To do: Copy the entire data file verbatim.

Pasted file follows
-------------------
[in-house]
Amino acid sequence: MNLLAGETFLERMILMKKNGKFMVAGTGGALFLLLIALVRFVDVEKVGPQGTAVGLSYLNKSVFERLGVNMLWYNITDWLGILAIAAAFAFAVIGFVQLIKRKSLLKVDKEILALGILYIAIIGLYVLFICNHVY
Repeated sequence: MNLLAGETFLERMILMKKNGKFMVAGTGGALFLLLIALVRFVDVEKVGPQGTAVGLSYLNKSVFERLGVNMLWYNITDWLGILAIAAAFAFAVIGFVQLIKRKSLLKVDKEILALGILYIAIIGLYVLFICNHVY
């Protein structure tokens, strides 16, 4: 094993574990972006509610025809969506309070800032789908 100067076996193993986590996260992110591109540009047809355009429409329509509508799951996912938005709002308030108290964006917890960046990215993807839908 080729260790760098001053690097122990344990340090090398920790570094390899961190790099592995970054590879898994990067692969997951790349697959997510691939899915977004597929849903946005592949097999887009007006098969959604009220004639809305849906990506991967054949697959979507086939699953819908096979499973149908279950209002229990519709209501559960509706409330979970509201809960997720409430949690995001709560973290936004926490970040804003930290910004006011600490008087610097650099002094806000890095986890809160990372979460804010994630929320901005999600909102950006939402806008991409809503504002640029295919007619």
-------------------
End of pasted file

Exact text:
[in-house]
Amino acid sequence: MNLLAGETFLERMILMKKNGKFMVAGTGGALFLLLIALVRFVDVEKVGPQGTAVGLSYLNKSVFERLGVNMLWYNITDWLGILAIAAAFAFAVIGFVQLIKRKSLLKVDKEILALGILYIAIIGLYVLFICNHVY
Repeated sequence: MNLLAGETFLERMILMKKNGKFMVAGTGGALFLLLIALVRFVDVEKVGPQGTAVGLSYLNKSVFERLGVNMLWYNITDWLGILAIAAAFAFAVIGFVQLIKRKSLLKVDKEILALGILYIAIIGLYVLFICNHVY
């Protein structure tokens, strides 16, 4: 094993574990972006509610025809969506309070800032789908 100067076996193993986590996260992110591109540009047809355009429409329509509508799951996912938005709002308030108290964006917890960046990215993807839908 080729260790760098001053690097122990344990340090090398920790570094390899961190790099592995970054590879898994990067692969997951790349697959997510691939899915977004597929849903946005592949097999887009007006098969959604009220004639809305849906990506991967054949697959979507086939699953819908096979499973149908279950209002229990519709209501559960509706409330979970509201809960997720409430949690995001709560973290936004926490970040804003930290910004006011600490008087610097650099002094806000890095986890809160990372979460804010994630929320901005999600909102950006939402806008991409809503504002640029295919007619």